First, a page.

A new report from RealtyTrac suggests that around one million foreclosure notices expected to be filed by mortgage lenders in 2011 will be delayed until the following year – a boon for homeowners who will gain extra time to catch up with their mortgage repayments and avoid losing their homes.
However, it might not be good news for everyone, with industry observers warning that real estate markets across the nation could be plagued by this looming shadow of foreclosure delays for much longer than previously expected.
As RealtyTrac’s vice president Rick Sharga explains, “It’s looking like the best-case scenario will be that we reach normal foreclosure levels sometime around 2015, so that means any recovery is set to be delayed for at least one more year than forecast.”
The number of repossessions by mortgage lenders this year (from Jan. to June) has decreased by around 30% compared to the previous year, the report explains. However, delays with foreclosure processing (lenders are taking far longer to foreclose on delinquent borrowers) are also put a skid on any housing recovery, say observers.
In the first six months of 2011, there were around 1.2 million foreclosure notices served – which amounts to a rather mind-boggling one out of every 111 homes in the US being served a notice.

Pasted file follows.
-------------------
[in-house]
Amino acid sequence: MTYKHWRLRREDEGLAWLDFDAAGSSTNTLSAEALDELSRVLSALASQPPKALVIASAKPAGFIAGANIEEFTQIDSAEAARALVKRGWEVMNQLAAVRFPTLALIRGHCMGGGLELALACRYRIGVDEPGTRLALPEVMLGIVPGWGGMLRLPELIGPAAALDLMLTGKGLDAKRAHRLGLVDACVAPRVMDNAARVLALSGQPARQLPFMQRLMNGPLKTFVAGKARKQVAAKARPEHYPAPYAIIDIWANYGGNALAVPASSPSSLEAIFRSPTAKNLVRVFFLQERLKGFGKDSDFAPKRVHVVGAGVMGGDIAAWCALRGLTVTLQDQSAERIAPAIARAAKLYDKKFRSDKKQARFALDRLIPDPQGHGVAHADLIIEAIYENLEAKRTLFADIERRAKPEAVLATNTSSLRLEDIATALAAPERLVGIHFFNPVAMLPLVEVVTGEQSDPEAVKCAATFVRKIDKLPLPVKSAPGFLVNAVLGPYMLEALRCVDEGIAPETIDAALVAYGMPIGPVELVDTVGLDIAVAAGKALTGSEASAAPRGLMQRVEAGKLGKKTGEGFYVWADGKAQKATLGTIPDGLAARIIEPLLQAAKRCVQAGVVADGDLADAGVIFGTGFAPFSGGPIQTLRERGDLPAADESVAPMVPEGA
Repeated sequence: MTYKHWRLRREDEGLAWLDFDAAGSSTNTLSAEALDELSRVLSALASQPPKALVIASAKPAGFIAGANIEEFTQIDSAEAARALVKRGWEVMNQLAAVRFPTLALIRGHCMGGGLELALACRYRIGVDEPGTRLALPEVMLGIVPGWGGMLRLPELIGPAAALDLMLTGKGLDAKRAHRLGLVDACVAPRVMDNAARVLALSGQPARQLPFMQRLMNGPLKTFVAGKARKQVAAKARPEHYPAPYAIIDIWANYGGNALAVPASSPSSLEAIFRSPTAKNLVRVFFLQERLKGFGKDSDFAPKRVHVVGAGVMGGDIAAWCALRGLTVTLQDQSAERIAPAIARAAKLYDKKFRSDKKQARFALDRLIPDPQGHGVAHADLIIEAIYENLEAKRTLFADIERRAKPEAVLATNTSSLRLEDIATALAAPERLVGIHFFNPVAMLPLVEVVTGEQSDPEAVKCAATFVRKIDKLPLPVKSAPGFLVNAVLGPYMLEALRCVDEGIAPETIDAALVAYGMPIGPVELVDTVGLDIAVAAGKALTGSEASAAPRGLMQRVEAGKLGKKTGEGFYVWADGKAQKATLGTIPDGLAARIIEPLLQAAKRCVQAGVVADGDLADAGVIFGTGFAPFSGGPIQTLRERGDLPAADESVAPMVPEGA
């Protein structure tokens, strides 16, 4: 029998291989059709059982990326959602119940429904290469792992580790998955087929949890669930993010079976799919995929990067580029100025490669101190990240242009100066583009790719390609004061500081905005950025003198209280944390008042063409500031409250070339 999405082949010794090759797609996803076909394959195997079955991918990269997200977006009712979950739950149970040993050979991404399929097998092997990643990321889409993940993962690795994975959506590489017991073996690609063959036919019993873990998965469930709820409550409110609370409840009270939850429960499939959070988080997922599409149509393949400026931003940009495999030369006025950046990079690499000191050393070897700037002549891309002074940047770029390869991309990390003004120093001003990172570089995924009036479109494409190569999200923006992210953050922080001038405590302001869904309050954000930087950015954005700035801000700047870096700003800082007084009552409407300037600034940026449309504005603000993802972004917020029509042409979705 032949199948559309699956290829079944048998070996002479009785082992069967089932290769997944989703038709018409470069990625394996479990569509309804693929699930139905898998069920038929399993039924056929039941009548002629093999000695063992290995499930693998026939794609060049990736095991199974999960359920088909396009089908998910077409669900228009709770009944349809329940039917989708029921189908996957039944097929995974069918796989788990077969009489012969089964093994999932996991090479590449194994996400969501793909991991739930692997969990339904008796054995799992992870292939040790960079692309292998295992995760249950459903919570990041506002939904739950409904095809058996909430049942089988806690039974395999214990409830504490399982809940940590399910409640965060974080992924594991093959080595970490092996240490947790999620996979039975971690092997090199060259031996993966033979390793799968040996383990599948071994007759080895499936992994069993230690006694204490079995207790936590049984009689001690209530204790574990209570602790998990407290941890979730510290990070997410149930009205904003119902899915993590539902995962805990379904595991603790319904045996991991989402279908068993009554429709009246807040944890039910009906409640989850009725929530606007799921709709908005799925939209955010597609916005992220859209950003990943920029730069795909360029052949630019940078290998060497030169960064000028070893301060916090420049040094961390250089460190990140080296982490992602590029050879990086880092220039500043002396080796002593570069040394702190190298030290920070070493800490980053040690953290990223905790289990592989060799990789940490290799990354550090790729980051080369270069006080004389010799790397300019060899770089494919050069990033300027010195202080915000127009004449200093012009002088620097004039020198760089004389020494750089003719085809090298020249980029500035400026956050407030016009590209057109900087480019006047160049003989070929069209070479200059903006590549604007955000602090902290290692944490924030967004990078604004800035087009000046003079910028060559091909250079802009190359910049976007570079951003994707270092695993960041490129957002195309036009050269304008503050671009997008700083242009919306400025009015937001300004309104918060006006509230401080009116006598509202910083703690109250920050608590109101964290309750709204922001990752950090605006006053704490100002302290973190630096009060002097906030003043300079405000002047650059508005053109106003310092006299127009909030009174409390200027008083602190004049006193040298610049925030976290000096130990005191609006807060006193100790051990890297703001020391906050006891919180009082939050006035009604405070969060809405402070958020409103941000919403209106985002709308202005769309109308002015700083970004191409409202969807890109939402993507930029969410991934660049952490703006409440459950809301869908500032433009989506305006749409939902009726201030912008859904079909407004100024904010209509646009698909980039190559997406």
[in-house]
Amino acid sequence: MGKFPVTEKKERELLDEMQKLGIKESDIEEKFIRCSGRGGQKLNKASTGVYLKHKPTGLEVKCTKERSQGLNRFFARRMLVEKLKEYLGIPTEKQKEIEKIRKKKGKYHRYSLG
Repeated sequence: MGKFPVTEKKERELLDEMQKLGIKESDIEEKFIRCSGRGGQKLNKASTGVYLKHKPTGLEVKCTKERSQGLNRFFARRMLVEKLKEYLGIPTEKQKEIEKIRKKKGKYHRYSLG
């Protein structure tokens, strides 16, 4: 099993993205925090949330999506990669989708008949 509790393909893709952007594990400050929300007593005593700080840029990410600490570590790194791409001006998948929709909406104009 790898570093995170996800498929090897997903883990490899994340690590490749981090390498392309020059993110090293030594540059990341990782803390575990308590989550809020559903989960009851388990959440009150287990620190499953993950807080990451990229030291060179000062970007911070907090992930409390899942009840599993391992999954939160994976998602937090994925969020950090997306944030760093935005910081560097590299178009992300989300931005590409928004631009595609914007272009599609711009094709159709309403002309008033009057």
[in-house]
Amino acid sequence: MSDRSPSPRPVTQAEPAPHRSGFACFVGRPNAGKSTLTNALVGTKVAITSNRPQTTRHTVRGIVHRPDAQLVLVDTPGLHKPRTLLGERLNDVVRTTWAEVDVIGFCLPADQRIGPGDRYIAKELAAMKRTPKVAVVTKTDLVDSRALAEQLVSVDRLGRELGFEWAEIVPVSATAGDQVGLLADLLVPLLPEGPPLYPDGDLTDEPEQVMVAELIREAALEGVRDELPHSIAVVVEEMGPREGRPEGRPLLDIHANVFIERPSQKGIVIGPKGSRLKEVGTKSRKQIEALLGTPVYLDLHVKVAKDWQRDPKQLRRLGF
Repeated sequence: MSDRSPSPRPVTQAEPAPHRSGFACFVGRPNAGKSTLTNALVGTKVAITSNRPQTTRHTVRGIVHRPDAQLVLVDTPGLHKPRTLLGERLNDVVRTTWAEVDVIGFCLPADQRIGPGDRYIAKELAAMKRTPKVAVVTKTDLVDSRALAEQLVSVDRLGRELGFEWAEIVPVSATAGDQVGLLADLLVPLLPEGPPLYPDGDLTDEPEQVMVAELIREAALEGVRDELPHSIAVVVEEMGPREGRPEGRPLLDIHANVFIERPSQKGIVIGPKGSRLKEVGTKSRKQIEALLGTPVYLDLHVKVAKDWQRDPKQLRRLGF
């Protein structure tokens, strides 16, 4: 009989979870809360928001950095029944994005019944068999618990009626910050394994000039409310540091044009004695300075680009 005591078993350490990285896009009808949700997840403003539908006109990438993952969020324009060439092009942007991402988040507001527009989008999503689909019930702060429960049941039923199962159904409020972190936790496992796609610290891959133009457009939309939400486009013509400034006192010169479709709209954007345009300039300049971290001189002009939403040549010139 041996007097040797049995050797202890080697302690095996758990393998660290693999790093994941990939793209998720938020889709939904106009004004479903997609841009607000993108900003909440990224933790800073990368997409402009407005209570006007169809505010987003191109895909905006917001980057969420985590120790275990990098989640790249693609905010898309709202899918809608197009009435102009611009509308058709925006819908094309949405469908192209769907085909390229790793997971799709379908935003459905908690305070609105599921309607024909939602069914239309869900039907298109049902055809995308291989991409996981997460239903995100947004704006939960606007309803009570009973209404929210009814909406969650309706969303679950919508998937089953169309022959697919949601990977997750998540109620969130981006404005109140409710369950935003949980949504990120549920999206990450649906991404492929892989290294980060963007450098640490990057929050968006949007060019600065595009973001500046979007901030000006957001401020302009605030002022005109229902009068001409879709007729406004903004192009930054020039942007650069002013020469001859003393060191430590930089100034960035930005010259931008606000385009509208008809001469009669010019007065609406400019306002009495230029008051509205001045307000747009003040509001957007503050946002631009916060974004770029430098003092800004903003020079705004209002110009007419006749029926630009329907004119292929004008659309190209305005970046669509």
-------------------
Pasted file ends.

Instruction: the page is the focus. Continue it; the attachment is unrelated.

RealtyTrac also reported that Nevada continues to be the worst affected state, with one out of every 21 homes moving into the foreclosure process.
The average length of time for foreclosures to process has also increased, says RealtyTrac. Figures from the second quarter show that the average home going through foreclosure tool 318 days to be repossessed, from the day the notice was first served. This is a 20 day increase on the first quarter’s average of 298 days.
The state of Texas currently has the shortest foreclosure periods, with the process averaging just 92 days, while New York has by far the longest process, at 966 days.